The Professional Bowlers Association recently teamed up with Special Olympics Washington to conduct the "Bowl for the Gold 2009" fundraiser, held on Nov. 22 at Brunswick Majestic Lanes in Lynnwood, Washington. The fundraiser was directed toward supporting sport and competition opportunities for more than 7,000 registered Special Olympics athletes in Washington.
"With bowling as one of Special Olympics' most popular sports, we are looking forward to working with Special Olympics Washington to conduct a fun, first-class event that supports athletic opportunities for many people of all ages," said PBA Commissioner Fred Schreyer, prior to the event. "We are also especially proud to be involved with an event that is being conducted in the Seattle area, the home of PBA and its owners."
Special Olympics is an international organization that improves lives by encouraging and empowering people with intellectual disabilities, promoting acceptance for all and fostering communities of understanding and respect worldwide. Founded in 1968 by Eunice Kennedy Shriver, the Special Olympics movement has grown from a few hundred to nearly 3.1 million athletes, participating in 228 programs in all regions of the world. The organization provides year-round sports training, athletic competition, medical care, family support, education, and many other programs. The benefits from Special Olympics can be seen everyday, changing the lives of people with intellectual disabilities around the world in regions from the Middle East to the community playgrounds and ball fields in every small neighborhood in the United States. Special Olympics provides people with intellectual disabilities continuing opportunities to realize their potential, develop physical fitness, demonstrate courage, and experience joy and friendship. Bowling is one of more than 30 Special Olympic sports available to its athletes.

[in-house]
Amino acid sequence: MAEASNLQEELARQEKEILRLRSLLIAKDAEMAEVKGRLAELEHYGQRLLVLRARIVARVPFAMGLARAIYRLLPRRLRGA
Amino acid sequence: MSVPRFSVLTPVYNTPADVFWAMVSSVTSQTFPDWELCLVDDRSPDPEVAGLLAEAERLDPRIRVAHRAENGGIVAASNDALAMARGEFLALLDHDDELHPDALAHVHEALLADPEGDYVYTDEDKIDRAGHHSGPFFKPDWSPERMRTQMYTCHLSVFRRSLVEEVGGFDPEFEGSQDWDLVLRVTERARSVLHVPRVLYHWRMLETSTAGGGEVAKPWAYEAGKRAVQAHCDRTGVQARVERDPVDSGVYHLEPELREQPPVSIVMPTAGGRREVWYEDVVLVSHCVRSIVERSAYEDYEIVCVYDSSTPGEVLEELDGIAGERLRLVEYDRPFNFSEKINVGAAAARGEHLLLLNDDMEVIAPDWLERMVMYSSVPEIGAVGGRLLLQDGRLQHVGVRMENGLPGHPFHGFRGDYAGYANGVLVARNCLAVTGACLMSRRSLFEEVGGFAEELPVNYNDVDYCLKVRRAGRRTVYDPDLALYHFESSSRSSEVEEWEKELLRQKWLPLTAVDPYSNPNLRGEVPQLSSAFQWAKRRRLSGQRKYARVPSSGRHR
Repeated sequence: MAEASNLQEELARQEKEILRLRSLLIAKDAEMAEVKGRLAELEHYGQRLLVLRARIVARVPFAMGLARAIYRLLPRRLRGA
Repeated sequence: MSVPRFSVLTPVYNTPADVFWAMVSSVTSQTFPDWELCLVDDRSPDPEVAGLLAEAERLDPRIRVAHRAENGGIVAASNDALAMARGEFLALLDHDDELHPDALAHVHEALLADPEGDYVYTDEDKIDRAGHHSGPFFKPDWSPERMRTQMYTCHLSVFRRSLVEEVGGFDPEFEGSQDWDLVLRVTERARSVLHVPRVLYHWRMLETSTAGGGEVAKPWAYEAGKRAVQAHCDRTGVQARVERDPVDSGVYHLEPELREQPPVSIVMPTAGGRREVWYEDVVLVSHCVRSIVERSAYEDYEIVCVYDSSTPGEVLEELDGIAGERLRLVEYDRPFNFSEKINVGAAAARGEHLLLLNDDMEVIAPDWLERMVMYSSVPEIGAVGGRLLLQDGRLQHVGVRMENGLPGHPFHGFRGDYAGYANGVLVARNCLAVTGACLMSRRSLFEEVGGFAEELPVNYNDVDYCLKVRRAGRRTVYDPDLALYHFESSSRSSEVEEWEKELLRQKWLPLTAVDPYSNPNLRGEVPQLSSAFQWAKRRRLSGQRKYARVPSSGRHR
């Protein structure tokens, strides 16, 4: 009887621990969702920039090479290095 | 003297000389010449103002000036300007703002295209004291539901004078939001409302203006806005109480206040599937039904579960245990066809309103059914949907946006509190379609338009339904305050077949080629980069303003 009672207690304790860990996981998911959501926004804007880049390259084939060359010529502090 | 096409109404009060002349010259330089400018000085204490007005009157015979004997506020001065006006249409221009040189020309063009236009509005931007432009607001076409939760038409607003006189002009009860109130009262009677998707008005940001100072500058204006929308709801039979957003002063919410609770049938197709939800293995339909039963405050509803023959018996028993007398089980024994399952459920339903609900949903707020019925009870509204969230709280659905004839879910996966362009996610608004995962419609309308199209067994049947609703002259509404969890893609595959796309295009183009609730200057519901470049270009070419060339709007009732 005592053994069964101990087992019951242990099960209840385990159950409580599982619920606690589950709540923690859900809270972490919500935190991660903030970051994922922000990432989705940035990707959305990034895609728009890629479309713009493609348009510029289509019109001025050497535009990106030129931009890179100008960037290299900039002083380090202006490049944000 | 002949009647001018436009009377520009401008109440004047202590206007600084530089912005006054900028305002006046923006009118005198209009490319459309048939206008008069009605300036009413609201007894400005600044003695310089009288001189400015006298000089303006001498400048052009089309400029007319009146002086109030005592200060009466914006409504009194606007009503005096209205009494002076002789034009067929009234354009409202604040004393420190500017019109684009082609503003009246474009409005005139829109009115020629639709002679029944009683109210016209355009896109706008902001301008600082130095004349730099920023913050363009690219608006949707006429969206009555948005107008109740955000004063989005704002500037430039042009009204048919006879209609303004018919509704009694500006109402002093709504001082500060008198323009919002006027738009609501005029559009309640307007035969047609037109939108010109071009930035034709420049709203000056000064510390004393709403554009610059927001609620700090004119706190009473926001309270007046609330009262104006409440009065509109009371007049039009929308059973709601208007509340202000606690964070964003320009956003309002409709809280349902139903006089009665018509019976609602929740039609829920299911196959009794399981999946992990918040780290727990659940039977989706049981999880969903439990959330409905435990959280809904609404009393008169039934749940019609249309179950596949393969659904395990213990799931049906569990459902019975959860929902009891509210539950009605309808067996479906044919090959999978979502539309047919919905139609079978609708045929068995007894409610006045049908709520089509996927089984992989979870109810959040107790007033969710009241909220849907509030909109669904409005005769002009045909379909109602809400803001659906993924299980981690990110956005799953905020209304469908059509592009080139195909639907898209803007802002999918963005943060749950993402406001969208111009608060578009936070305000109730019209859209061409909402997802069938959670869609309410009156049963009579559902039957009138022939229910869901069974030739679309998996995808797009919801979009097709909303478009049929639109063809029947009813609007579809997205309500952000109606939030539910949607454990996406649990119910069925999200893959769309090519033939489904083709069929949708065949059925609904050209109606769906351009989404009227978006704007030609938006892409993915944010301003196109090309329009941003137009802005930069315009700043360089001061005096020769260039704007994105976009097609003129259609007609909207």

"We are honored to partner with PBA for this event and we know our athletes will greatly benefit from their support," said Special Olympics Washington CEO Beth Wojick. "I know our athletes will be very excited to meet the PBA players and to have an opportunity to learn from them."
Open to anyone, the "Bowl for the Gold 2009" fundraiser format consisted of teams with four or five players with each team member asked to raise or donate at least $50. All participants who raised or donated $100 or more received an official Bowl for the Gold T-Shirt. PBA pros Dean Buchanan and Adam Ahmad were on hand to participate in the event.
By participating in sports, physical fitness and healthcare education programs, Special Olympics Washington athletes increase self-confidence and social skills, improve physical and motor skills, and have better success in leading more productive and independent lives.
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